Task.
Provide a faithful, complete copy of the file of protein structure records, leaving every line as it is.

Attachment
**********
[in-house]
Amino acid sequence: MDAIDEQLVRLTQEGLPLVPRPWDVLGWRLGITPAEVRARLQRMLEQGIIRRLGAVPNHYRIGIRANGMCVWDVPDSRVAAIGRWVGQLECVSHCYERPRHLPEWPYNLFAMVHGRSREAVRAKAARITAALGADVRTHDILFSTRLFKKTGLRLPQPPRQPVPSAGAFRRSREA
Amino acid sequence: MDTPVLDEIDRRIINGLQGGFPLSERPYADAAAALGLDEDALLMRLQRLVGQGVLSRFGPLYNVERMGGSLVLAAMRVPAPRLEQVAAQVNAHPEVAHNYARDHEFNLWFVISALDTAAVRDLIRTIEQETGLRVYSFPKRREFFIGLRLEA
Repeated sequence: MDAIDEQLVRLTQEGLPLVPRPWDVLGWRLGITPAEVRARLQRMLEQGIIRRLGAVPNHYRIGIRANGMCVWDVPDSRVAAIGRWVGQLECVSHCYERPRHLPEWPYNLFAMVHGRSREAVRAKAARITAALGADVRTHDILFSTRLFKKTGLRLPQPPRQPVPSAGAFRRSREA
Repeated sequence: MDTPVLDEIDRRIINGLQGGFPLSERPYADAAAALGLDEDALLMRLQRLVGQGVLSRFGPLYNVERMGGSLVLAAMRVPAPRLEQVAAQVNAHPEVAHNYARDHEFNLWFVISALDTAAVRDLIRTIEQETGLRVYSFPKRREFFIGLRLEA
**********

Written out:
[in-house]
Amino acid sequence: MDAIDEQLVRLTQEGLPLVPRPWDVLGWRLGITPAEVRARLQRMLEQGIIRRLGAVPNHYRIGIRANGMCVWDVPDSRVAAIGRWVGQLECVSHCYERPRHLPEWPYNLFAMVHGRSREAVRAKAARITAALGADVRTHDILFSTRLFKKTGLRLPQPPRQPVPSAGAFRRSREA
Amino acid sequence: MDTPVLDEIDRRIINGLQGGFPLSERPYADAAAALGLDEDALLMRLQRLVGQGVLSRFGPLYNVERMGGSLVLAAMRVPAPRLEQVAAQVNAHPEVAHNYARDHEFNLWFVISALDTAAVRDLIRTIEQETGLRVYSFPKRREFFIGLRLEA
Repeated sequence: MDAIDEQLVRLTQEGLPLVPRPWDVLGWRLGITPAEVRARLQRMLEQGIIRRLGAVPNHYRIGIRANGMCVWDVPDSRVAAIGRWVGQLECVSHCYERPRHLPEWPYNLFAMVHGRSREAVRAKAARITAALGADVRTHDILFSTRLFKKTGLRLPQPPRQPVPSAGAFRRSREA
Repeated sequence: MDTPVLDEIDRRIINGLQGGFPLSERPYADAAAALGLDEDALLMRLQRLVGQGVLSRFGPLYNVERMGGSLVLAAMRVPAPRLEQVAAQVNAHPEVAHNYARDHEFNLWFVISALDTAAVRDLIRTIEQETGLRVYSFPKRREFFIGLRLEA